Students earn a Ph.D. degree through the “double mentor system”, in which faculty members from both biomedical sciences and physical sciences/engineering/informatics initiate a research collaboration to provide guidance to students. “Reverse mentor system” means that students impart knowledge from one field to another and act as a bridge between different research fields. Students will learn bi-disciplinary expertise as well as communication skills.

Sankai>What is important and at the core of this interaction is “evolving together”. Before I got my doctorate in graduate school, I was actually considering reentering the university to learn medicine from the basics. Instead, a professor advised me, “why don’t you try to coordinate with medicine.” Now that I think about it, I’m very grateful for his advice as this accelerated my growth beyond my imagination. I really believe that you, Professor Yanagisawa, also see Humanics as a curriculum that develops people, and medicine and engineering are really compatible.

Yanagisawa>For example, medicine literally uses engineering as a tool, but in fact, you will not be able to produce sharp results in bioinformatics, for example, unless you have a truly deep understanding. And there are extremely few good bioinformaticians in Japan. If you don’t understand mathematical principles, you can’t be an expert, and the language is quite different in the first place. It is essential to be able to handle both worlds of biomedical science and physical sciences/engineering/informatics.

Sankai>However I think it’s very important that you are able to clearly depict the concept behind the language in your head, and not just have a superficial understanding of the language. A high-level understanding of the language should allow you to jump to the next stage of thought and discussion instantly. Isn’t this Humanics a program born with that in mind? Time is limited, so while we can never be sure if we can reach the goals we place ourselves, Humanics can act as a trigger for some people who may go all the way. It is important for Humanics to become a field that allows for constant growth in a person so that they can navigate life in this society.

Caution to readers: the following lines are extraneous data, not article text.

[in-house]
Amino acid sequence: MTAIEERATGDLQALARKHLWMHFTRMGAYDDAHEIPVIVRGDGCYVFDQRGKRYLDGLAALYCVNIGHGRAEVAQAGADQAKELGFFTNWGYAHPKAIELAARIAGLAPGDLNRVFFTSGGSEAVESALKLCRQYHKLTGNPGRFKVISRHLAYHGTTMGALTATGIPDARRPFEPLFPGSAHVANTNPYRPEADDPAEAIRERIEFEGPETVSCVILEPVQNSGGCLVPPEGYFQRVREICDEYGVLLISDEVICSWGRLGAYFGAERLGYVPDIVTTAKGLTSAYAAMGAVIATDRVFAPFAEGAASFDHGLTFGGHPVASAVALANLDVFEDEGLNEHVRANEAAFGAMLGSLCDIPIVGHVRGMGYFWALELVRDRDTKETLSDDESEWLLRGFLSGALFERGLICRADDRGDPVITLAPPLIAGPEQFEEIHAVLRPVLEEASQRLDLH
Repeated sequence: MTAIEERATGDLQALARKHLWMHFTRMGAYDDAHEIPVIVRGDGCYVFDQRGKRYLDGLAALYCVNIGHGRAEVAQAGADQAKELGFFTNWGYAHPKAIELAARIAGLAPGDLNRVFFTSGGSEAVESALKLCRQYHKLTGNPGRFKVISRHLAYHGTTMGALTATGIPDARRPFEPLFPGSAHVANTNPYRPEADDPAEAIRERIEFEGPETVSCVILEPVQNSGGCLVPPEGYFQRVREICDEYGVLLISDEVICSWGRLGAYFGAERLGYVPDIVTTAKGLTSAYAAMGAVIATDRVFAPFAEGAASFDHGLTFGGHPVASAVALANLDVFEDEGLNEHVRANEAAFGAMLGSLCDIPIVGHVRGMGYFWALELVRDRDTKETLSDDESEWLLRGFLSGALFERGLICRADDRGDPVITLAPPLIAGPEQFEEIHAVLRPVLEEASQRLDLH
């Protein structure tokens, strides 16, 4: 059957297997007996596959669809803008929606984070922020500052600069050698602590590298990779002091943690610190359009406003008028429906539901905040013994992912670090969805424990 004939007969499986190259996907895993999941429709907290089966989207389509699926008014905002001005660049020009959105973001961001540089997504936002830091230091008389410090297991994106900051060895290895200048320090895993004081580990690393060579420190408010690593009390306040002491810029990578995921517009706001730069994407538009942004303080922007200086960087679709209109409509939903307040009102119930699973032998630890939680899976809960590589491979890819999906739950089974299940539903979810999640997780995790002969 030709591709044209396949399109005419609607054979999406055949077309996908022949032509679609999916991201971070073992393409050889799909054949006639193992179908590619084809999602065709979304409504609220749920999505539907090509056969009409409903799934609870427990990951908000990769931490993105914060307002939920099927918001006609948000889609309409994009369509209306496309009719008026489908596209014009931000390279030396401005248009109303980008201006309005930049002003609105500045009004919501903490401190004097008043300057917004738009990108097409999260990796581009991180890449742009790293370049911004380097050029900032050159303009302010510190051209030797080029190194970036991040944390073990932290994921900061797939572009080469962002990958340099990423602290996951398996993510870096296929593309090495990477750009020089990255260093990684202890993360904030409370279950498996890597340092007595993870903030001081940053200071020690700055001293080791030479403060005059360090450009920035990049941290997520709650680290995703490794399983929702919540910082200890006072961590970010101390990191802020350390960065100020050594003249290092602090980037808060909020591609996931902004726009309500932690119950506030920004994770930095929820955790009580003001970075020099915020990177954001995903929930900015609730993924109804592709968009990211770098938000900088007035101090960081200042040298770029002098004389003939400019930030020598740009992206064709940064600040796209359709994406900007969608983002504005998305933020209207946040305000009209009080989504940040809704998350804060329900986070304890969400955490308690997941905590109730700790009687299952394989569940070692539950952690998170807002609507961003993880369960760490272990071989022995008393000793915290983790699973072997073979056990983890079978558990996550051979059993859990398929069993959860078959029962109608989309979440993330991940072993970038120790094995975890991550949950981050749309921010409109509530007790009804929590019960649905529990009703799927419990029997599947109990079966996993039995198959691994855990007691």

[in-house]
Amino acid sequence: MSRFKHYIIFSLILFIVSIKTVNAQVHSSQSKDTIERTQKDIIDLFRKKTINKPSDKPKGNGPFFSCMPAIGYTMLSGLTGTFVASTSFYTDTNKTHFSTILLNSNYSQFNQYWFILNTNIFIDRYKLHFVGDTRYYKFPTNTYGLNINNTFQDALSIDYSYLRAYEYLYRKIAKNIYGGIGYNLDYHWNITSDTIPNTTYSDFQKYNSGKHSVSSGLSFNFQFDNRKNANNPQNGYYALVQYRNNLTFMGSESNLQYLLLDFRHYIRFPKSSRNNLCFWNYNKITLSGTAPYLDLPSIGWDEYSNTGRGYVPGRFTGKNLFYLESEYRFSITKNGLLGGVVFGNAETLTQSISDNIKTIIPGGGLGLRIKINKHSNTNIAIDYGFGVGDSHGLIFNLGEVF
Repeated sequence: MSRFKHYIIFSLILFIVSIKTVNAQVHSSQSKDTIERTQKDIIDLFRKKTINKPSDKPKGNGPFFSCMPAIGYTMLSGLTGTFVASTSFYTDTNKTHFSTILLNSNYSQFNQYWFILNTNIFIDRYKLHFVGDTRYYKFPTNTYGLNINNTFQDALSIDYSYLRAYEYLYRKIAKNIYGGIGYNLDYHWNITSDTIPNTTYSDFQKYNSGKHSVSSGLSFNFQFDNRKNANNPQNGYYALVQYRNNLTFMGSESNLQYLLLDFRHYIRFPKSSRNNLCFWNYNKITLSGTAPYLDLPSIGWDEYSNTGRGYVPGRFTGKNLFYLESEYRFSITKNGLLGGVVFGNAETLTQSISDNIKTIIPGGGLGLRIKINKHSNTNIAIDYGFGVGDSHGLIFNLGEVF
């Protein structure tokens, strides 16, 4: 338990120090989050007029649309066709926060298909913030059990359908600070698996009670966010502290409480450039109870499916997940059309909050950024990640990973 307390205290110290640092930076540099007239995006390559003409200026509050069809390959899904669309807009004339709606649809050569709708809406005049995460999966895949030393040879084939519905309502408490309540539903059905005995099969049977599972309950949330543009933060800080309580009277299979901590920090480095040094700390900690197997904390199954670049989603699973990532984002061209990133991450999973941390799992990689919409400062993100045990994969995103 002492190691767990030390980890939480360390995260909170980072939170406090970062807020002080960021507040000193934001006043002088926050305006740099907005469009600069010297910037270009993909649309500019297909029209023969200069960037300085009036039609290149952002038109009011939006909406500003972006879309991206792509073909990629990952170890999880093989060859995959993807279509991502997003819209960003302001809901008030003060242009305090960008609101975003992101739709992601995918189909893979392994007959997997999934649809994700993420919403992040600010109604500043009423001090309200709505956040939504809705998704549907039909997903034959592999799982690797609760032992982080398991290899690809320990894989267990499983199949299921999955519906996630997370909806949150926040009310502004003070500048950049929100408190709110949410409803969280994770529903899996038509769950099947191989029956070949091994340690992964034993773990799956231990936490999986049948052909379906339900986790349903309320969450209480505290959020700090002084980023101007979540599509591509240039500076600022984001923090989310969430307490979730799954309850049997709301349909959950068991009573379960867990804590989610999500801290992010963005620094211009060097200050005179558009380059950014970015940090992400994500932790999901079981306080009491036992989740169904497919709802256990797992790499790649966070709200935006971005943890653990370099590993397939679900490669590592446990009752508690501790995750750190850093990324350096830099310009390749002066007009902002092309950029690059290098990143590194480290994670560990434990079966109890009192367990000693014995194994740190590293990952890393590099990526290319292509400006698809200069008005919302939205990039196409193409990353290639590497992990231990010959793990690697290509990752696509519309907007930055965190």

Yanagisawa>Ph.D. Program in Humanics has conducted an entrance examination twice a year so far, and there were 12 applicants for the winter exam in 2019. In the 2020 class, 14 students have passed. Enrolled students are outstanding, and there are many international students. This time, we also did an overseas entrance exam. Finally, would you like to give a message to students who are planning to take Humanics?

Sankai>I have only one message. Whatever your goal may be, become a pioneer who enjoys every moment of their journey. You may encounter many obstacles, but our time in life is limited. I want you to never forget the wonder and excitement of exploring new areas in your field.5

Yanagisawa>What I often say to young people is to study what they think is really interesting. If you don’t find it genuinely interesting yourself, there’s no way you can explain the excitement to others. That’s why in choosing Humanics, I want you to pursue questions and perspectives that you feel are truly really interesting. I want you to do something that you can boast about, “this is interesting” not just because someone said, “it would be interesting if you did this.”
You don’t have to force others to understand it. It’s more important to keep believing in yourself that this is really interesting.

5. Career path of Humanics students

Researchers creating

new interdisciplinary

Entrepreneurs who
technology of human

Medical doctors with
knowledge of

administrators who

make a novel plan